Dissolving boundaries: learning from the #JusticeforLB campaign

We’ve been quiet on this blog for the last while as #107days Take Two took place over on the 107days blog; an eclectic mix of 15 weeks of campaigning, reflecting, taking action, exploring listening to families, changing the law, the Justice Quilt, art and activism, inquiries, saying sorry and much, much more. 107days ended with the premiere of the brilliant The Tale of Laughing Boy, a collaboration between young people with learning disabilities from My Life My Choice and LB’s family, and the brilliant Oxford Digital Media.

This short film of Connor’s life uses home video footage and interviews with LB’s family and friends and the views of young people about his death. It also includes insights and recommendations for positive change, some of which those in authority and at Southern Health NHS Foundation Trust and Oxfordshire County Council could do well to listen to.

The film was a key feature of the #JusticeforLB Symposium at the JSWEC conference last week (you can read our abstract here). JSWEC is the Joint Social Work Education and Research Conference and it sees about 250 social work educators and researchers come together over three days. It was always a bit of a long shot when we put in for a session, with noteable exceptions social workers haven’t exactly been hugely visible in the #JusticeforLB campaign to date, and so we weren’t sure what would happen. Mark Harvey has blogged a bit about this in his post: Where were all the social workers?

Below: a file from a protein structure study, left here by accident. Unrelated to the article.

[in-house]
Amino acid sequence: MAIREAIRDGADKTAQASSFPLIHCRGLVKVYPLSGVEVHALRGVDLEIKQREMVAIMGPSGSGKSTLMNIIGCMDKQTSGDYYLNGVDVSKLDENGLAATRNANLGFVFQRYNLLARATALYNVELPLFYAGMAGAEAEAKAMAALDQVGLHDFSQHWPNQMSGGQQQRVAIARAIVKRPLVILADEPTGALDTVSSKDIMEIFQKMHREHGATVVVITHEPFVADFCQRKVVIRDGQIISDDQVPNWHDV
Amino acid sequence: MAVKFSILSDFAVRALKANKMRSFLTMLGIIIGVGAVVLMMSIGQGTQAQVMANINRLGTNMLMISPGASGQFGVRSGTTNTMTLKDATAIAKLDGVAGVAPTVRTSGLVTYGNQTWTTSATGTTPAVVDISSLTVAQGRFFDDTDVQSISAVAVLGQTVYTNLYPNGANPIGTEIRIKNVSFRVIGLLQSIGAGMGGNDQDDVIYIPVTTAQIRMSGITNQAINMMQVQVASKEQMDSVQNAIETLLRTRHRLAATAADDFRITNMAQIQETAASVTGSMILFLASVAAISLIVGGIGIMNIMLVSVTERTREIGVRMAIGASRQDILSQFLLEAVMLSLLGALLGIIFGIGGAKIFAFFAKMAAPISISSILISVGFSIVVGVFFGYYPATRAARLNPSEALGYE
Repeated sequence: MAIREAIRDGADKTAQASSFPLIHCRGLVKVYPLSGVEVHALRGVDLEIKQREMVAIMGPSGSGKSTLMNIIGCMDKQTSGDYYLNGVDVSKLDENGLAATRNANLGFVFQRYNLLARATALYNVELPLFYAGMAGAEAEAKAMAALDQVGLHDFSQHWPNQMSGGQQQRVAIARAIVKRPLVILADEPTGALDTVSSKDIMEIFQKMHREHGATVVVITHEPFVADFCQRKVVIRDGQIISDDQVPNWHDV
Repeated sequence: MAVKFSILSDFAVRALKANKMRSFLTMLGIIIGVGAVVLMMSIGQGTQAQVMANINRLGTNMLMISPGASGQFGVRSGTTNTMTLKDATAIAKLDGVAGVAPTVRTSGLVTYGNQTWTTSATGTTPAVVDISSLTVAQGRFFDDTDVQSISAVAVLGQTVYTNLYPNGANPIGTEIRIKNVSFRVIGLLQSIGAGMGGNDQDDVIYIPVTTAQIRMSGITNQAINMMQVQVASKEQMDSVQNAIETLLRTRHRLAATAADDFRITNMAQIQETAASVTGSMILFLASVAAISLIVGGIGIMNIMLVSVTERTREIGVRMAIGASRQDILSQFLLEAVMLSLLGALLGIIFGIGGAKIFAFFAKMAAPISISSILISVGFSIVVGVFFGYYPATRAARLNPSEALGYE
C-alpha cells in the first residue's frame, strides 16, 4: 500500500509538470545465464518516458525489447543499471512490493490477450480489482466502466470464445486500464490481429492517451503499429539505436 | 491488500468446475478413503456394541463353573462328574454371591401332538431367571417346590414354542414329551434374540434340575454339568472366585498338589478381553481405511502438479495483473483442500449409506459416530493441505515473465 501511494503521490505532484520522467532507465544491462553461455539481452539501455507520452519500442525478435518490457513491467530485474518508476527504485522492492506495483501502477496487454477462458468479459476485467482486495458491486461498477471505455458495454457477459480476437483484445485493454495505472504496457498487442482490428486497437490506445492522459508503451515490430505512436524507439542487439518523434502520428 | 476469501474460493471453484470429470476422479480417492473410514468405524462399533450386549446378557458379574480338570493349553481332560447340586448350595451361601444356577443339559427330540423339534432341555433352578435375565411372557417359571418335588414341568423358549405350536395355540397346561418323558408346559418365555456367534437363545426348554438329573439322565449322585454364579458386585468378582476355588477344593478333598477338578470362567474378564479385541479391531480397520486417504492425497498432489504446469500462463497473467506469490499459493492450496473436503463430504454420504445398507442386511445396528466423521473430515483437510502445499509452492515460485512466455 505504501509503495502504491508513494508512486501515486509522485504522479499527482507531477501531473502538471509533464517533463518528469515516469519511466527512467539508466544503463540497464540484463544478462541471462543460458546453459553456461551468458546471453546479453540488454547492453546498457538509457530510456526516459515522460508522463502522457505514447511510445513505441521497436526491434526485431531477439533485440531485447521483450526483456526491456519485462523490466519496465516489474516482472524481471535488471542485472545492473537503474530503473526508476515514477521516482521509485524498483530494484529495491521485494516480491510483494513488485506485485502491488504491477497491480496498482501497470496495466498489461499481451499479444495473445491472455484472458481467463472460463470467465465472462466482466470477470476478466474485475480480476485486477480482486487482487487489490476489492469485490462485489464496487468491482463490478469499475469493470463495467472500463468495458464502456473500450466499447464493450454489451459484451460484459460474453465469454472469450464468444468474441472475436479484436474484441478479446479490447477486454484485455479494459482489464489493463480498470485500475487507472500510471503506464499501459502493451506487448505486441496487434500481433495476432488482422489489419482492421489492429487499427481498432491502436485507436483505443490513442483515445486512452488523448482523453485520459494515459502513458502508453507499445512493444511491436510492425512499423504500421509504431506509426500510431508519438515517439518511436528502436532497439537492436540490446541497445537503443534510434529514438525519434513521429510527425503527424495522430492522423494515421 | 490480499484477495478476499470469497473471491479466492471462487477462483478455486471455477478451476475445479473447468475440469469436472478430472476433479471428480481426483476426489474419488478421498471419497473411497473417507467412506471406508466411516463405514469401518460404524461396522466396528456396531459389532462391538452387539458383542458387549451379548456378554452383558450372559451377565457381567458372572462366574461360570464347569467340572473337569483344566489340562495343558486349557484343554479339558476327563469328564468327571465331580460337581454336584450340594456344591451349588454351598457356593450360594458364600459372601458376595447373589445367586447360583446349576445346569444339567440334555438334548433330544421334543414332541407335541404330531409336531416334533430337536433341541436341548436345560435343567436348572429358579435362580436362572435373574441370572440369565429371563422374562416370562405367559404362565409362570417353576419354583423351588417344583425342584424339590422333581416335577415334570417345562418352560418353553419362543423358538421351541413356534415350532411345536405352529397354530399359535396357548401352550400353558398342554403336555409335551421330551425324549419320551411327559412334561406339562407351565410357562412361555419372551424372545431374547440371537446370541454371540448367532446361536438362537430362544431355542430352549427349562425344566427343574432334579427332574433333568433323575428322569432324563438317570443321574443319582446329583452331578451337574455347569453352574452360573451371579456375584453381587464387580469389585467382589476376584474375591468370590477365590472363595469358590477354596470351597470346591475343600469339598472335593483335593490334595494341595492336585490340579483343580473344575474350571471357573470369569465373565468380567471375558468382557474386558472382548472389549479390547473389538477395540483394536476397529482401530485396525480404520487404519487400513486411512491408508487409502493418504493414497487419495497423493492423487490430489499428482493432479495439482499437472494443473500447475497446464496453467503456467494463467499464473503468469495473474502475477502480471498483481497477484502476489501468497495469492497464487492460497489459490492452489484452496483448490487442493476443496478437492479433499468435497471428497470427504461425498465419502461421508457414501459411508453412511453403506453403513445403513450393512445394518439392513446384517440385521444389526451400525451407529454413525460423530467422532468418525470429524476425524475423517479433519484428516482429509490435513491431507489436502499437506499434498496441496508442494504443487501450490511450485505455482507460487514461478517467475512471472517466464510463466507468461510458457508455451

The theme of JSWEC was crossing boundaries so we thought this was a great opportunity to share our learning so far and do it, rather than talk about it. So our symposium was made up of Tommy and Alex from My Life My Choice a self-advocacy charity, Andy a social care journalist from Community Care, Hannah a lecturer and social work educator from Lancaster University and George (that’s me, always odd to describe yourself) I’m a freelance knowledge transfer consultant and volunteer campaign manager/agitator. We started our session with The Tale of Laughing Boy, then George and Tommy had a chat about what the campaign had meant so far, why it was important and what learning we could share with social work educators and researchers. Tommy highlighted the nightclub night that My Life My Choice dedicated to Connor in #107days last year, the events that they have spoken at, the film that they’ve made and the postcards of awesome that they collected on behalf of the campaign. His overriding message was that learning disabled people are just like everyone else; the campaign has valued their contribution and we’ve worked well together, and there’s no reason why others can’t do so too…